Other people’s words about … words
Sometimes at the birth and death of a day, the opal sky is no colour we have words for, the gold shading into blue without the intervening green that is halfway between those colours, the fiery warm colours that are not apricot or crimson or gold, the light morphing second by second so that the sky is more shades of blue than you can count as it fades from where the sun is to the far side where other colours are happening. If you look away for a moment you miss a shade for which there will never be a term, and it is transformed into another and another. The names of the colours are sometimes cages containing what doesn’t belong there, and this is often true of language generally, of the words like woman, man, child, adult, safe, strong, free, true, black, white, rich, poor. We need the words, but use them best knowing they are containers forever spilling over and breaking open. Something is always beyond.
From ‘Recollections of My Non-Existence’
by Rebecca Solnit
In the passage I’ve quoted above, Rebecca Solnit gives a beautiful, vivid description of a sunset, a description which then morphs, somehow — in just the same way she describes the colours in the sky morphing — into a discussion about words: how we use them, how they imprison us, and how our understanding of the way that they imprison us might just set us free.
This year, perhaps even more than previous years, we need the words, as Solnit puts it, to ask ourselves questions about what is happening all around us: in the political sphere, the public health sphere, the environmental sphere. And yet, at the same time, all the words we use when we ask ourselves those very questions, when we try to make sense of this year, are nothing more than containers, cages. I can’t think, honestly, of a word that really captures what this year has been like, or what the meaning of this year might be, or how we might learn from this year so that next year isn’t the same (or worse).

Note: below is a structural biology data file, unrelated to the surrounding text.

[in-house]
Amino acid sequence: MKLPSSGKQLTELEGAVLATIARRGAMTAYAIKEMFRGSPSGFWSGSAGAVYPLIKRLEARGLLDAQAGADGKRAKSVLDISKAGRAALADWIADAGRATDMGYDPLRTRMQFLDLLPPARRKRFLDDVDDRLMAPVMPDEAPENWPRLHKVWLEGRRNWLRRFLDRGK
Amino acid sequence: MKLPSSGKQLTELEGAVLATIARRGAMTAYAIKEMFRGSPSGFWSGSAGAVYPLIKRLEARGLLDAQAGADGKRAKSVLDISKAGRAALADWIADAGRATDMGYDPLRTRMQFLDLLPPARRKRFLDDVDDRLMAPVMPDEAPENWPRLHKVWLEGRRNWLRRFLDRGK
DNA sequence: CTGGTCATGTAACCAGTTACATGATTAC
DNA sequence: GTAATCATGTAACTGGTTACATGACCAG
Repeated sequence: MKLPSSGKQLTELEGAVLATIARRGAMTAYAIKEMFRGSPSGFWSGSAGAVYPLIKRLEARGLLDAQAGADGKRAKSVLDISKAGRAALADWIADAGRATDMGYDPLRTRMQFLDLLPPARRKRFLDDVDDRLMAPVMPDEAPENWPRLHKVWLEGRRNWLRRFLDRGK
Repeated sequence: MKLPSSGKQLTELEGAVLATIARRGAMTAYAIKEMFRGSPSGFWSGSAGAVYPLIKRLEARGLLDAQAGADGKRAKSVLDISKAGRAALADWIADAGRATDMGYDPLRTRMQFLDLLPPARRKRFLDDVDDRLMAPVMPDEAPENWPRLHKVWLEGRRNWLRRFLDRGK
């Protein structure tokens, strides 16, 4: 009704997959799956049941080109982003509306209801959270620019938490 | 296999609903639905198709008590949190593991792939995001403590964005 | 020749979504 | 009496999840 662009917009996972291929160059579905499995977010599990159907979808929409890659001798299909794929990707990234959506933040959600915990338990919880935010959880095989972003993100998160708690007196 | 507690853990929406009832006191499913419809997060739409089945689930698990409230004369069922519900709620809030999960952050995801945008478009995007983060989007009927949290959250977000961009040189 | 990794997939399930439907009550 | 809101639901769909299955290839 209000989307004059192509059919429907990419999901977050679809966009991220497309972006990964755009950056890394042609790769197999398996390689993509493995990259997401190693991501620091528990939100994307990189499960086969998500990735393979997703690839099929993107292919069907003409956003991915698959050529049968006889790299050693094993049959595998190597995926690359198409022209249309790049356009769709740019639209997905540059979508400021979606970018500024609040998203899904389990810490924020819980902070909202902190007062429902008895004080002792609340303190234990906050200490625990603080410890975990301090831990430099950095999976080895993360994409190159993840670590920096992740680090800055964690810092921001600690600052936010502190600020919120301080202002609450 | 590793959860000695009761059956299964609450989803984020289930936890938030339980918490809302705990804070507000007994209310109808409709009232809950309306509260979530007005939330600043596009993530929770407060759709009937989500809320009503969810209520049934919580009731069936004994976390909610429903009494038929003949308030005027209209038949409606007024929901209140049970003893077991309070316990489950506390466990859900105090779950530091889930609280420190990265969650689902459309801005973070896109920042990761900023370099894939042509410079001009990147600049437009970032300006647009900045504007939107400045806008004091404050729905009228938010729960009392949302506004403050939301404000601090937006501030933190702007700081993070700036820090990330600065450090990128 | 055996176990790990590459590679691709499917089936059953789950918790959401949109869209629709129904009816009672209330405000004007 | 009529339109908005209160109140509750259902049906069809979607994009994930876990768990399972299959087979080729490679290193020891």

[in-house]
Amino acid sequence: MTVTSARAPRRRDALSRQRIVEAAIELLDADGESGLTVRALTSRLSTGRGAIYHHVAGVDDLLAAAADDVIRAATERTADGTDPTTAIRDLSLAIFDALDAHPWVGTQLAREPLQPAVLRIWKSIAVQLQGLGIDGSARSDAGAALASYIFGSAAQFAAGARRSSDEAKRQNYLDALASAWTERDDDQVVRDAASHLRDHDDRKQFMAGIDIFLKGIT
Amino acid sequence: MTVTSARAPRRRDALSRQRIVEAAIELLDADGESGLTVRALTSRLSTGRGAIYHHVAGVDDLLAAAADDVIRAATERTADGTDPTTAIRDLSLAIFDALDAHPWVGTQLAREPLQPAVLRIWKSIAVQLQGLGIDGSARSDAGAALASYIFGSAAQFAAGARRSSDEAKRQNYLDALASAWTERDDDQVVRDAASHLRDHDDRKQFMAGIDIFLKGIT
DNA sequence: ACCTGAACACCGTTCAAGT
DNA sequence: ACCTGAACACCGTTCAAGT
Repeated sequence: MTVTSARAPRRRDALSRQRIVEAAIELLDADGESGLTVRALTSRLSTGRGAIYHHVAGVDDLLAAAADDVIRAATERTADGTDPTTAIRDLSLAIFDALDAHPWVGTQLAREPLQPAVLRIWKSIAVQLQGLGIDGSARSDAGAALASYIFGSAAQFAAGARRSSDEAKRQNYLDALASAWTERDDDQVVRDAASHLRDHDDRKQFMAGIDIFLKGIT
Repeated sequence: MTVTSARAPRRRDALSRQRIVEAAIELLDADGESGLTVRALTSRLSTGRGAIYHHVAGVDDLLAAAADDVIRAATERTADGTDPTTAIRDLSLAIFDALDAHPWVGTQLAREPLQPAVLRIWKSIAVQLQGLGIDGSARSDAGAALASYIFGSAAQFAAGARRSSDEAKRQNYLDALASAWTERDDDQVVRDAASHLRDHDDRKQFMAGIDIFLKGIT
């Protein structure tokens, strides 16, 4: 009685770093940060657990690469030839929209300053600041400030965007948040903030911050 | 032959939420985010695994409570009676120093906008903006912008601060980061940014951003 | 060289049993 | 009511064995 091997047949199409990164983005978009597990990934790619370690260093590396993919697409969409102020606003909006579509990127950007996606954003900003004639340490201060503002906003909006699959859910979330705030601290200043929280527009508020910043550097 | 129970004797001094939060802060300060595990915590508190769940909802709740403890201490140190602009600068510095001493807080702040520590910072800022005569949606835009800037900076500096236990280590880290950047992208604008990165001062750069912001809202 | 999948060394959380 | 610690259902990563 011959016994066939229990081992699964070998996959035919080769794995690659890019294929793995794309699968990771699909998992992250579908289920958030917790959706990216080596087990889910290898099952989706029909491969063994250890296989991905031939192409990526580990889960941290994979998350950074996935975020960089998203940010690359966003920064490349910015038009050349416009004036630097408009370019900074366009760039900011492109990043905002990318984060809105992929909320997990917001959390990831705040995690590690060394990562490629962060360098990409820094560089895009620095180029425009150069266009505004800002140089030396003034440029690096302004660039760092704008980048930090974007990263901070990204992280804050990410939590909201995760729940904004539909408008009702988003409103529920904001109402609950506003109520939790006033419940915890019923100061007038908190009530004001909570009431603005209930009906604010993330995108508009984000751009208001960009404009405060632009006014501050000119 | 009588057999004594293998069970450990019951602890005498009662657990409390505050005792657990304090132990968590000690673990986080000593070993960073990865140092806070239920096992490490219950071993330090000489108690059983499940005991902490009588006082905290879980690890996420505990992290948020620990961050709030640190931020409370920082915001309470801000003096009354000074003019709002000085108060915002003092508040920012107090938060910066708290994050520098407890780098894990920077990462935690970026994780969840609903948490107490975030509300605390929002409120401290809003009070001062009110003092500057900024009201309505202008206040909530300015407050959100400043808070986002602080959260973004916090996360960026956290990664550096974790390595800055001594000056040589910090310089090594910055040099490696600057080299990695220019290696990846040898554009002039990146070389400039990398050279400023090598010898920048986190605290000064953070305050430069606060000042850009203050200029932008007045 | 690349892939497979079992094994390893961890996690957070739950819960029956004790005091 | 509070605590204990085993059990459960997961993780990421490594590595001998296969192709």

I am a person who loves to read and to write, and so it seems natural to me, when I feel wordless, to equate my wordlessness with despair. But sometimes, this year, when I’ve been at my most wordless in the face of everything that is happening in the world, I have been reminded of a line by Emily Dickinson: Hope is the thing with feathers.
Hope, Dickinson writes, sings the tune without the words. Dickinson’s hope is feathered and wordless; it is an uncaged creature, a creature that is free.
I think of Dickinson’s warm, flitting hope as an antidote to everything else I’ve felt in response to this year. When I read her poem, her words set me free.
Lately I’ve been reading …
- … A few formal studies have hinted at the lingering damage that COVID-19 can inflict: COVID-19 isn’t the illness we thought it was at the onset of the pandemic, as the experiences of so-called long-haulers demonstrates.
- … And the more I read about anorexia, the more I understood writer’s block: Bonnie Friedman on writers: their envy, their blocks and their perfectionism.
- … The surprise is that thousands of people hurl themselves into this occupation, year after year: Hilary Mantel on how writers learn to trust themselves .
With thanks to my mother for the second and third items on this list.